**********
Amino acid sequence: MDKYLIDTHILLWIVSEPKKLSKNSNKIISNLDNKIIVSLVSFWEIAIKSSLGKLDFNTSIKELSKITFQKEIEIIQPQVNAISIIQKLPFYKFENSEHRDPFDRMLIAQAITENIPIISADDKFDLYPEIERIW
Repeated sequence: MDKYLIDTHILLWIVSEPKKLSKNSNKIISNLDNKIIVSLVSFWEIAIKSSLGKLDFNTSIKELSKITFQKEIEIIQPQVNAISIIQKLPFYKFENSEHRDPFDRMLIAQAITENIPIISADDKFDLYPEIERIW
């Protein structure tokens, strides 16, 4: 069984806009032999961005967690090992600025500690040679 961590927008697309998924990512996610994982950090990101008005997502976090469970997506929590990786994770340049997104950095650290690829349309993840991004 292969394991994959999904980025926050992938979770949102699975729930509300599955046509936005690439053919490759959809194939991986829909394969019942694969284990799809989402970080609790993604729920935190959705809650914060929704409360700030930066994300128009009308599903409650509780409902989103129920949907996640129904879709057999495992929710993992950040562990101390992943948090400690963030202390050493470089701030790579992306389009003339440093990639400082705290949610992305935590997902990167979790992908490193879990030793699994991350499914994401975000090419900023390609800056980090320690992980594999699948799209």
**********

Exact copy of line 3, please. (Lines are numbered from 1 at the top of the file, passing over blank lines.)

């Protein structure tokens, strides 16, 4: 069984806009032999961005967690090992600025500690040679 961590927008697309998924990512996610994982950090990101008005997502976090469970997506929590990786994770340049997104950095650290690829349309993840991004 292969394991994959999904980025926050992938979770949102699975729930509300599955046509936005690439053919490759959809194939991986829909394969019942694969284990799809989402970080609790993604729920935190959705809650914060929704409360700030930066994300128009009308599903409650509780409902989103129920949907996640129904879709057999495992929710993992950040562990101390992943948090400690963030202390050493470089701030790579992306389009003339440093990639400082705290949610992305935590997902990167979790992908490193879990030793699994991350499914994401975000090419900023390609800056980090320690992980594999699948799209």